Goofy as it might sound, I’ve been trying to do something for 40 years that is almost impossible. I’ve been grinding my teeth on this thing against all good advice, pouring all my energy into what probably looks like an obscure and meaningless (or maybe just confused and confusing) thing.
The Buddhists say that the truth can’t be spoken; that words are a distraction from what is real, because language is a virtual reality that convinces us that it’s not virtual. So language is essentially a delusion, which can never help us encounter what is real. Reality is found off the page, not on it.
And the same goes for thought and feeling and imagery. It’s all a kind of curtain that pretends to be showing something beyond the curtain, where in fact nothing at all is found. We make up everything.
Look, the Buddha knew his shit. And I’m not disputing what the Buddhists say above. In fact, it was my starting point, not as an idea or belief (because I’d never heard of Buddhism), but as a terror. If for some reason you suddenly learn that you’re trapped behind a film of language, feeling, thought and imagery and that everything you experience is imaginary, then there is no “getting off the page” into reality. It’s like being stuck in a hall of mirrors. It’s not a choice.
Those around you may think you can choose to be practical and load hay or build a house or get a job or raise children to remain “real.” To them the film of thought is just another idea. They don’t recognize how lost in illusion the practical world really is. Delusion is an endless onion. In your calm encounter with nature you don’t notice the film of thought framing your enthusiasm, limiting your perception to what you believe.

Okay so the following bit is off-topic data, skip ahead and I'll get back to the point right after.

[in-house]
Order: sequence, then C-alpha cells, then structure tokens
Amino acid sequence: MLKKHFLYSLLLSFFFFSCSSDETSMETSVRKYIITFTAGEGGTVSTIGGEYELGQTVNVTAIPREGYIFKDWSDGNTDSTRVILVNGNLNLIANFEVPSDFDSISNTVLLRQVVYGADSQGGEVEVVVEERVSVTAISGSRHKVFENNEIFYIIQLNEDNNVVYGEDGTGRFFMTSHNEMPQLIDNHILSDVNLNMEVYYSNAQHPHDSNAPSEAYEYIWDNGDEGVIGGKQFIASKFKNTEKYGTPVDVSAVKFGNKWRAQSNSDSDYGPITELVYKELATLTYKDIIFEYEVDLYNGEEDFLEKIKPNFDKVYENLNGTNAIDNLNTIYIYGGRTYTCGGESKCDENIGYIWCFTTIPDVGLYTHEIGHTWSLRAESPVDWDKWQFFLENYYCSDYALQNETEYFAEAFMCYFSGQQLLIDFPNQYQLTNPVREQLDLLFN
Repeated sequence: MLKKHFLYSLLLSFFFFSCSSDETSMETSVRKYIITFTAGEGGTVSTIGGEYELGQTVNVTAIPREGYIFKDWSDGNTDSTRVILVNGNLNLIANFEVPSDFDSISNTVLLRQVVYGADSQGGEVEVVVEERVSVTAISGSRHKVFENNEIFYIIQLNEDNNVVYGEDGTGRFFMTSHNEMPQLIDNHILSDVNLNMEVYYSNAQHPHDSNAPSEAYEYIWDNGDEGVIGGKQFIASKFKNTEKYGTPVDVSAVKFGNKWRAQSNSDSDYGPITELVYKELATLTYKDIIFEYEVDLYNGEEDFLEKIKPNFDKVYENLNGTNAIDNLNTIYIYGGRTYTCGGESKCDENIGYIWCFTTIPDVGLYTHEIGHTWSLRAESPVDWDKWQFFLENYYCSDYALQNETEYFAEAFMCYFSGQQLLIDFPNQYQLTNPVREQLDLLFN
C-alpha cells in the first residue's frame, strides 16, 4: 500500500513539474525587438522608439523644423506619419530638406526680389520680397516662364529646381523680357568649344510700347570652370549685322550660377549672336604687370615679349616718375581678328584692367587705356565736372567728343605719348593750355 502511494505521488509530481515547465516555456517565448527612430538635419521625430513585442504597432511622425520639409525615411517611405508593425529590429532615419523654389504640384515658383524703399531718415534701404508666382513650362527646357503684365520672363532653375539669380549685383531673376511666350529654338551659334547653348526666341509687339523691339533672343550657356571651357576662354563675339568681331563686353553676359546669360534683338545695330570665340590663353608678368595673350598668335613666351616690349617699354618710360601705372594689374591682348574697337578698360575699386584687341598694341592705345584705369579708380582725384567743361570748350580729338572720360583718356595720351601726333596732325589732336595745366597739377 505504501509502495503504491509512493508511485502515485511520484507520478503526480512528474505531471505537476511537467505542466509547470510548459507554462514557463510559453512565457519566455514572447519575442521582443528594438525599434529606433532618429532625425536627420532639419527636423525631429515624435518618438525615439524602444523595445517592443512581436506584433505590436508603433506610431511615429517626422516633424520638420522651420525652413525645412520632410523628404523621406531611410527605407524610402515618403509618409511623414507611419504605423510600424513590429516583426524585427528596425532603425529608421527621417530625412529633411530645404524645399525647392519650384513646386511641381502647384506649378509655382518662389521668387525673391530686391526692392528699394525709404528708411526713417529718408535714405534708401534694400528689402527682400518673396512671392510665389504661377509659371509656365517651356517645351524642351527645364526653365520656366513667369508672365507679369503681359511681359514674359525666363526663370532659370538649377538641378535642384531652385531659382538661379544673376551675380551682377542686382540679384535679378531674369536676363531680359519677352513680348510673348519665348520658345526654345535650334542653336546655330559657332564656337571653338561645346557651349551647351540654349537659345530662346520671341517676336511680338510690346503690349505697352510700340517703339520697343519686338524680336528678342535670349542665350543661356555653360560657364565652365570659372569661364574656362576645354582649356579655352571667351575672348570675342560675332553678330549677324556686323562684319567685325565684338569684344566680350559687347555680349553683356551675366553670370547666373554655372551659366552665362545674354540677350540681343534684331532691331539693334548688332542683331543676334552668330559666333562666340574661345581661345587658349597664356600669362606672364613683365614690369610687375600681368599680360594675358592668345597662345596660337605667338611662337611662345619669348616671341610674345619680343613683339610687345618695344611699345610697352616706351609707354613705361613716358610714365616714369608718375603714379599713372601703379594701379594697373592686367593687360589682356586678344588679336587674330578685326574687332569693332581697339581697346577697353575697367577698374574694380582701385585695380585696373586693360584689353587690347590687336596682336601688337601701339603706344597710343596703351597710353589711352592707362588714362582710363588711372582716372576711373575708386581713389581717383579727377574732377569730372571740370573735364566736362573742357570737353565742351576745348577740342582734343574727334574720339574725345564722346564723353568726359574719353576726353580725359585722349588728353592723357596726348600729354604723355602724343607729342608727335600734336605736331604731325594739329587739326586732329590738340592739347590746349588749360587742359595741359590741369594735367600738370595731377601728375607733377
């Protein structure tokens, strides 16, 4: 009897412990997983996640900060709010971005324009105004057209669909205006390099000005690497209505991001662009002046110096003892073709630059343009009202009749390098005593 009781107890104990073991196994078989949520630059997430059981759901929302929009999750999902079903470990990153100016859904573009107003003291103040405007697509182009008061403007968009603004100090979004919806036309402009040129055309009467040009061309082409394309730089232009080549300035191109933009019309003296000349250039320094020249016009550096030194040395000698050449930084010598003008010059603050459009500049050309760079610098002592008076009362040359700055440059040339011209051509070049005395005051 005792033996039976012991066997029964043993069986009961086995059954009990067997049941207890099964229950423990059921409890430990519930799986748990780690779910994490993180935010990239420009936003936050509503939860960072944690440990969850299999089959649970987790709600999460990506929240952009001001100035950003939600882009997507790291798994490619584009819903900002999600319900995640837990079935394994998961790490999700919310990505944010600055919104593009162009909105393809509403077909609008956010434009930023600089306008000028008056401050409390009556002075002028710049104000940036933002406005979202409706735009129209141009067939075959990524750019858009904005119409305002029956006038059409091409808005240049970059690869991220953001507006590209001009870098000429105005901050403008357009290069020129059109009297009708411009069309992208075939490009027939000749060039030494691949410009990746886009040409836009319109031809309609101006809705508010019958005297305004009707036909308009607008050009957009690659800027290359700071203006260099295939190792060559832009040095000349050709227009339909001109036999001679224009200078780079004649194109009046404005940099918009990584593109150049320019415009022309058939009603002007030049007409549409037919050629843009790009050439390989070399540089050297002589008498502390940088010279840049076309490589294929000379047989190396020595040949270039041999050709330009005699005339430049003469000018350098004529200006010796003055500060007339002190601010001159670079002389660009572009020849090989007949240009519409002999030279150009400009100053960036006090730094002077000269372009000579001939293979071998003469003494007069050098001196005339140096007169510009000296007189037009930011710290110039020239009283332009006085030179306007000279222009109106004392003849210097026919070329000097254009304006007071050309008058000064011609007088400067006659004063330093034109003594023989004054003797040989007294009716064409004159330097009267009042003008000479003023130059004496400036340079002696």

I could never explain this fear to those who haven’t experienced it. It’s far worse than the fear of death. It’s an isolation chamber of solipsism. Every hand that tries to reach you is unreal. Your mother and father are illusions; you’re alone in an empty universe of yourself and there is nothing you can touch that is proof of reality, because everything is just a sensation emanating from your own brain. And this is true. That’s the worst part of it. It’s utterly true and you can’t dispute it. Nobody can without resorting to arguments, which are words and images and feelings that are only sensations onto which you have projected hopes and illusions. You are alone in an empty world.
When I was 30 years old I found a passage in a book that finally described this fear that nobody else in my life understood. It was in a book called Beckett and Zen:
“Watt (a Beckett character) has perceived the fact that the I-as-object has no validity and that the subject of such perception is thereby implied. He admits that the discovery is a distressing realization – often, when that fact is discovered accidentally, the experience can be a considerable shock – for nothing could be affirmed as real, that is, not bearing the stamp of the conceiving part of the mind. He describes the moment of realization as “false” and adds that he finds the experience more disturbing than anything else that had affected him” (page 42).